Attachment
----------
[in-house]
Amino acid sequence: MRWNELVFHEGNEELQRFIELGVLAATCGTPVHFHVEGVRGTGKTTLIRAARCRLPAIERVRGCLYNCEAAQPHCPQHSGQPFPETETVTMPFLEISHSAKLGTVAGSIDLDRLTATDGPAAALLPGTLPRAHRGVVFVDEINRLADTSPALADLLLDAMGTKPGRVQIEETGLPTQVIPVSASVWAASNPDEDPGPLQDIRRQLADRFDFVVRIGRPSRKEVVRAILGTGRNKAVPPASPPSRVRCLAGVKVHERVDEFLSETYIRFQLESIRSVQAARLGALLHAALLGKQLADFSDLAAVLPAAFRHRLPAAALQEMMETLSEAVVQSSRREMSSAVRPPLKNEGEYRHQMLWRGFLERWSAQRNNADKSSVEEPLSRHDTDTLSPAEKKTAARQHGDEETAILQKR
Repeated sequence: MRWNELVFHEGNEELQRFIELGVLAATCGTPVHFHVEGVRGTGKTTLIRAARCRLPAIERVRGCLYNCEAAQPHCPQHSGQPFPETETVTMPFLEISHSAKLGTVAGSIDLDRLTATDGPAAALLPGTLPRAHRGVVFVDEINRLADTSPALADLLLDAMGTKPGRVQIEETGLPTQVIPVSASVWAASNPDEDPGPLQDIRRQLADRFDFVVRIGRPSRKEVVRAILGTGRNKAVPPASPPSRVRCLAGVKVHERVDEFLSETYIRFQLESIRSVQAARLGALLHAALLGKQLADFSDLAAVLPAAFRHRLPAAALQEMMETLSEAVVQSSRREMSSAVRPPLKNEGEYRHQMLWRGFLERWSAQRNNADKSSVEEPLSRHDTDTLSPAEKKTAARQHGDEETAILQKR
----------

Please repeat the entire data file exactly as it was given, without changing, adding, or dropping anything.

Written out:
[in-house]
Amino acid sequence: MRWNELVFHEGNEELQRFIELGVLAATCGTPVHFHVEGVRGTGKTTLIRAARCRLPAIERVRGCLYNCEAAQPHCPQHSGQPFPETETVTMPFLEISHSAKLGTVAGSIDLDRLTATDGPAAALLPGTLPRAHRGVVFVDEINRLADTSPALADLLLDAMGTKPGRVQIEETGLPTQVIPVSASVWAASNPDEDPGPLQDIRRQLADRFDFVVRIGRPSRKEVVRAILGTGRNKAVPPASPPSRVRCLAGVKVHERVDEFLSETYIRFQLESIRSVQAARLGALLHAALLGKQLADFSDLAAVLPAAFRHRLPAAALQEMMETLSEAVVQSSRREMSSAVRPPLKNEGEYRHQMLWRGFLERWSAQRNNADKSSVEEPLSRHDTDTLSPAEKKTAARQHGDEETAILQKR
Repeated sequence: MRWNELVFHEGNEELQRFIELGVLAATCGTPVHFHVEGVRGTGKTTLIRAARCRLPAIERVRGCLYNCEAAQPHCPQHSGQPFPETETVTMPFLEISHSAKLGTVAGSIDLDRLTATDGPAAALLPGTLPRAHRGVVFVDEINRLADTSPALADLLLDAMGTKPGRVQIEETGLPTQVIPVSASVWAASNPDEDPGPLQDIRRQLADRFDFVVRIGRPSRKEVVRAILGTGRNKAVPPASPPSRVRCLAGVKVHERVDEFLSETYIRFQLESIRSVQAARLGALLHAALLGKQLADFSDLAAVLPAAFRHRLPAAALQEMMETLSEAVVQSSRREMSSAVRPPLKNEGEYRHQMLWRGFLERWSAQRNNADKSSVEEPLSRHDTDTLSPAEKKTAARQHGDEETAILQKR